Sports Ticker #14
Welcome to the latest edition of the RPC Sports Ticker - providing fortnightly bite-size updates from around the sports industry.
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In this edition, we look at the financial impact of COVID-19 on EFL clubs, as well as more positive news of private equity investment into the Guinness PRO14 competition. We also look at plans to enable fans to attend the World TeamTennis tournament, Man United's trade mark challenge against Sega regarding Football Manager, and the recent disqualification of a Formula E driver for impersonation.
As always, if there are any areas you'd like more information on (or if you have any questions or feedback), please let us know or get in touch with your usual RPC contact.
Football clubs forced to tackle difficult questions on COVID-19 finances
Last week saw Premier League teams return to training, preparing for the 2019-20 season to restart as early as 17 June.
World Team Tennis to start in July, with fans!
World TeamTennis (WTT), a mixed-gender professional tennis league based in the US, will start its 2020 season in mid-July and intends to play the entire season in front of fans at The Greenbrier, West Virginia – with a cool $5m prize pool available.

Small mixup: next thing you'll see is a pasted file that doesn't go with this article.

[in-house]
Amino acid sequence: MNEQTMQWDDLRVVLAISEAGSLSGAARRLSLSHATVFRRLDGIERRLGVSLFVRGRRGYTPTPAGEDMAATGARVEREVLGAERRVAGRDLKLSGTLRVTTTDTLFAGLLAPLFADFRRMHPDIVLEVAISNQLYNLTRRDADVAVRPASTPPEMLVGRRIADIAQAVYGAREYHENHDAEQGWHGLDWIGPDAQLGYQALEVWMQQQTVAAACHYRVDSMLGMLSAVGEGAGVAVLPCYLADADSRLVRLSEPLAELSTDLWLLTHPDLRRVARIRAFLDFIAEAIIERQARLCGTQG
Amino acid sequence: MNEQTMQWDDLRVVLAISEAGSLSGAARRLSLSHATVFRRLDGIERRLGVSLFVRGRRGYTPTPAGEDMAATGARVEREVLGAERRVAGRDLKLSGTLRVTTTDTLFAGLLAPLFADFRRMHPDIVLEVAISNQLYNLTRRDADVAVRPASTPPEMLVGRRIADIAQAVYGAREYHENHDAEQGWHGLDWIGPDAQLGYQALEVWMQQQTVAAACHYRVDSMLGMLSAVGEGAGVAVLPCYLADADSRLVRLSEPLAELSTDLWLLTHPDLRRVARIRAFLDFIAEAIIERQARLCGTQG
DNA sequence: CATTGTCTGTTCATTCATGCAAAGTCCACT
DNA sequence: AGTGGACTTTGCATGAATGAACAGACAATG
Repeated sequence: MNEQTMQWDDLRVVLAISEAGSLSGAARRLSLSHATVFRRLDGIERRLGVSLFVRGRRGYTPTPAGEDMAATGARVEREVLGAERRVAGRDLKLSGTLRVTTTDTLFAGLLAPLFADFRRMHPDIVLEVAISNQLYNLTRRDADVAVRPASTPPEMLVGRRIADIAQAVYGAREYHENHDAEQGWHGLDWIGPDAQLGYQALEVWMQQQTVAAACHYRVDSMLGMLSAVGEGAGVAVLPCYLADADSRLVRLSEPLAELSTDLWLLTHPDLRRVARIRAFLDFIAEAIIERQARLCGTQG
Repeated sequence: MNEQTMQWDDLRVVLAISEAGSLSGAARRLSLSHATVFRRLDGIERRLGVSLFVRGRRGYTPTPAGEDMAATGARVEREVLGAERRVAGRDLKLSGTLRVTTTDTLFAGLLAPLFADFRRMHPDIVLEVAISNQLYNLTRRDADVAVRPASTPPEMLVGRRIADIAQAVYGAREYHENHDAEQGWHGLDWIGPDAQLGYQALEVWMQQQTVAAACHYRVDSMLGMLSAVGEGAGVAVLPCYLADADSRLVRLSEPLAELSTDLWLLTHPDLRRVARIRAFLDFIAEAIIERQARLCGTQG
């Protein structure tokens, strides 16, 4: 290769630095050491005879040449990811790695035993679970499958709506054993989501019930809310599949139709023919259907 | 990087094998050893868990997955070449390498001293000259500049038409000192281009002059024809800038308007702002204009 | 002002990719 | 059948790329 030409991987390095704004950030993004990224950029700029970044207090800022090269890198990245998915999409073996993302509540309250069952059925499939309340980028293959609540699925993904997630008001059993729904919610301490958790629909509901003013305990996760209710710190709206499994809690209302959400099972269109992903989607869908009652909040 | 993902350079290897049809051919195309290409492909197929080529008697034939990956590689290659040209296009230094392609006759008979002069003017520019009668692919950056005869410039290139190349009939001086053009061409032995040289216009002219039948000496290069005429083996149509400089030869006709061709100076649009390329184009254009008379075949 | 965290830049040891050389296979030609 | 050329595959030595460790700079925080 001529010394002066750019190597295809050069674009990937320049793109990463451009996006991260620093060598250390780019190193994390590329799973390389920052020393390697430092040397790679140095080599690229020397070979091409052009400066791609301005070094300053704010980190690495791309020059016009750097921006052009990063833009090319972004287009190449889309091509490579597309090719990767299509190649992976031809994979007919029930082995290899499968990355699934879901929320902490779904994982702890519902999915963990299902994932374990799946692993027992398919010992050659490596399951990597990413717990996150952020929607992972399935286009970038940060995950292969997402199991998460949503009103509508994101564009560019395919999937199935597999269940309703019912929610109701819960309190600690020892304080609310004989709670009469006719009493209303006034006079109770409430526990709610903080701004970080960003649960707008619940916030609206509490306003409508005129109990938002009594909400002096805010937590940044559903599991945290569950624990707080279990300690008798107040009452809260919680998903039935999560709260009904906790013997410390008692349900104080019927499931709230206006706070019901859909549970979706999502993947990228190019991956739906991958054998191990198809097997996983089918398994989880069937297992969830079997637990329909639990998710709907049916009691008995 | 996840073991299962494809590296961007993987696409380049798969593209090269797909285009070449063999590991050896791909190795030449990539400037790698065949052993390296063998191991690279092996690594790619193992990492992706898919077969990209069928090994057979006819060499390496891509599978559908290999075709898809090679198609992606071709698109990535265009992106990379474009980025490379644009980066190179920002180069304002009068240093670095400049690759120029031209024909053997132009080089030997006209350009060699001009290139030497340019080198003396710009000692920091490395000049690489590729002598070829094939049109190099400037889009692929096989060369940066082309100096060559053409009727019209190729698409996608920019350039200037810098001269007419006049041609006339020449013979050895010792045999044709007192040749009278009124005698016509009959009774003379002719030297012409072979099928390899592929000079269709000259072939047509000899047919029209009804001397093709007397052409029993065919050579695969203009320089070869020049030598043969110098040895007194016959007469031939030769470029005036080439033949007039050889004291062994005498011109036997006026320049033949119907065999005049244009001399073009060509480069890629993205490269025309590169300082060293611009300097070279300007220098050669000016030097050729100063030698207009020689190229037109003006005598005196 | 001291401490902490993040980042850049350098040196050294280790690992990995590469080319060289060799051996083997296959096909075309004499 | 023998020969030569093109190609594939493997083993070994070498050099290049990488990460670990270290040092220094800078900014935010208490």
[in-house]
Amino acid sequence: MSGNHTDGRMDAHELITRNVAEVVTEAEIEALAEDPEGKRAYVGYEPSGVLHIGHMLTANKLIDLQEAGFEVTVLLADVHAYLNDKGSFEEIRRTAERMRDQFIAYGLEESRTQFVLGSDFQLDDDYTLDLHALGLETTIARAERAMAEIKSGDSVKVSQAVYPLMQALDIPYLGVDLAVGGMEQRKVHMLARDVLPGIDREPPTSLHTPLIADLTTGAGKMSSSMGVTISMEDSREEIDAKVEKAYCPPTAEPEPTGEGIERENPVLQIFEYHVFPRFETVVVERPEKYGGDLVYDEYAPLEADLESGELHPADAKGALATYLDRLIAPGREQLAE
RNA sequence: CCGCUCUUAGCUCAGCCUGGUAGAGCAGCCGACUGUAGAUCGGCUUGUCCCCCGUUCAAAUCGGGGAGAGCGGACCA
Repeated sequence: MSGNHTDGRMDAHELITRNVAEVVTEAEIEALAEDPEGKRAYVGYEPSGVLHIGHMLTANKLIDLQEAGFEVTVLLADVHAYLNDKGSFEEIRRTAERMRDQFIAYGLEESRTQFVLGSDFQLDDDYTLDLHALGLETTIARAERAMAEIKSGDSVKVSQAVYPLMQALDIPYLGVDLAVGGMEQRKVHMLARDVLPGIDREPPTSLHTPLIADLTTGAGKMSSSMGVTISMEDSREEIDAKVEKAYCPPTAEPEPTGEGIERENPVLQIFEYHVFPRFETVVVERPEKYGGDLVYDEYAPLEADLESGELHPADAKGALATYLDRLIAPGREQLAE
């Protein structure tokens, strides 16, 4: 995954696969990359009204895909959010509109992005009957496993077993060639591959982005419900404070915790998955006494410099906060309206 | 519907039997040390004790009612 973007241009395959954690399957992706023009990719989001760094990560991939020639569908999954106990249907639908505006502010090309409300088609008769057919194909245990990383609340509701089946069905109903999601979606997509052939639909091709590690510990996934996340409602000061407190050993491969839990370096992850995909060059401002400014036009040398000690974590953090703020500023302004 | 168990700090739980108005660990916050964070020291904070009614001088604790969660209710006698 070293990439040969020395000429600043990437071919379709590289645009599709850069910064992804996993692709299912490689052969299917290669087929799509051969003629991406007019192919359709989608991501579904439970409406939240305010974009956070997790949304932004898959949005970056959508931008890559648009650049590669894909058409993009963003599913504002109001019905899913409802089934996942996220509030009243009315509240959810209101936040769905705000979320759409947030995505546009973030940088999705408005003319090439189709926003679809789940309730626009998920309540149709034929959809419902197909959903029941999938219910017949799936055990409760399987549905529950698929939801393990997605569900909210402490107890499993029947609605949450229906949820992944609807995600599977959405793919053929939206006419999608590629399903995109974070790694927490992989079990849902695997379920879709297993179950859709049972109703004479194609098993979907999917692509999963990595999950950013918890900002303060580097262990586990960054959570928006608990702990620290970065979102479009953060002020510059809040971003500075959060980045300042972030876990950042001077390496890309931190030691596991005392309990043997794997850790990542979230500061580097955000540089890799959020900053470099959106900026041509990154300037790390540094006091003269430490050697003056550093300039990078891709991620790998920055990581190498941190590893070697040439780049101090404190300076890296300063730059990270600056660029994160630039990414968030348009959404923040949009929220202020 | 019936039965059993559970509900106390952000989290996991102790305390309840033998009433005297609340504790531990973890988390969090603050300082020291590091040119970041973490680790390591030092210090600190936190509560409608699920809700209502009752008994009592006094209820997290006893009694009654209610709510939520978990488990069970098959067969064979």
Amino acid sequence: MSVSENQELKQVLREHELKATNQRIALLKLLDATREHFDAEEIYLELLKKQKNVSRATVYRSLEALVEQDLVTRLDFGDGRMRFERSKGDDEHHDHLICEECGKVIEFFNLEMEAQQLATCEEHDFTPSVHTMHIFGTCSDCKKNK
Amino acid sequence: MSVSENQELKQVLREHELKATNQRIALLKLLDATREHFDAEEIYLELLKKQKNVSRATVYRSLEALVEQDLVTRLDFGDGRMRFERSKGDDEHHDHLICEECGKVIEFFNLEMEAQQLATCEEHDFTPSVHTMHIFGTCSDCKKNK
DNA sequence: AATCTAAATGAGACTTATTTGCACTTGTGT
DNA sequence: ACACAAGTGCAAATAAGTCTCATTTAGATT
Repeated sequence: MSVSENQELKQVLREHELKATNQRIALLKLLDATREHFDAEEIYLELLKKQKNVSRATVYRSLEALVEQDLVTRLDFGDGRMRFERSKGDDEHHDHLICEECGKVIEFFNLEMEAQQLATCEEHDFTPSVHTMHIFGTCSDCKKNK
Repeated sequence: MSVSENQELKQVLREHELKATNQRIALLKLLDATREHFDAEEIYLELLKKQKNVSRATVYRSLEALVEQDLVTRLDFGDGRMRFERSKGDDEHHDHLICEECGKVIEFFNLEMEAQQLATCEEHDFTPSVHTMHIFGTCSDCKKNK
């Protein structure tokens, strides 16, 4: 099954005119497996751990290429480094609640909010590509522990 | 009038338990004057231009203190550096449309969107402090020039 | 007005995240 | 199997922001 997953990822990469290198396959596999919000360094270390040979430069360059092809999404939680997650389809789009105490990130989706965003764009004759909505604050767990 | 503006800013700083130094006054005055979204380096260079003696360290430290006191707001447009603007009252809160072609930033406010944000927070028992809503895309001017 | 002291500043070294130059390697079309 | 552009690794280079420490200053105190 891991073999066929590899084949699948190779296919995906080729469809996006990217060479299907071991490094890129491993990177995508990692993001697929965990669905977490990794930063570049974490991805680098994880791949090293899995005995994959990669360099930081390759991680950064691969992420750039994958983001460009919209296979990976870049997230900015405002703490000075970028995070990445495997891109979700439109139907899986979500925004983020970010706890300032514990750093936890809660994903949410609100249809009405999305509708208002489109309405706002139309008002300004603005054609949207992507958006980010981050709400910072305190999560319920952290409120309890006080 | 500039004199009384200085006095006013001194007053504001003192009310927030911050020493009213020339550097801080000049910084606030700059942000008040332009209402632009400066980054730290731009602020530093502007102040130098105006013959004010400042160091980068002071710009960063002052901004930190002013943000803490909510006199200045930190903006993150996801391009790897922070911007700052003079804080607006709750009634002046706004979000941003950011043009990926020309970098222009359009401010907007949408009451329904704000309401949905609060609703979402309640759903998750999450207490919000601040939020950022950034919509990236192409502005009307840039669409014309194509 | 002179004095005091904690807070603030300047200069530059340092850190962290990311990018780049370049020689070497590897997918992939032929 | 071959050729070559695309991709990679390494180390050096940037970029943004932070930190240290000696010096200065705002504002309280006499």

Private equity invests in the PRO14
Luxembourg-based private equity firm CVC Capital Partners has announced a strategic partnership with the Guinness PRO14 club competition through which it will acquire a 28% stake in the competition in exchange for a £120m investment.
Audi drives away from Daniel Abt over Formula E eSports cheating
Formula E driver Daniel Abt has been fined, disqualified and now dropped by Audi after allowing a professional gamer to compete in his place during Formula E's eSports ‘ace at Home Challenge’.
Man United take on Football Manager over use of trade mark
Man United’s claim against Sega and Sports Interactive (SI) for trade mark infringement is back in the spotlight.
And finally…with the English football season currently on pause, the Upper Tribunal (UT) has sought to provide our football fix. The UT has confirmed that referees engaged by Professional Game Match Officials Ltd (PGMOL) are not their employees and therefore is not liable to pay income tax and national insurance. The case first started when PGMOL, the body that represents football referees in England, contested a tax bill from HMRC which said it owed tax for 2014/15 and 2015/16 as the employer of the referees. However, the Upper Tribunal held that contractual arrangements between PGMOL and referees did not give rise to a contract of service and accordingly it did not have tax liabilities in respect of the officials in question. Click here to access the full RPC article.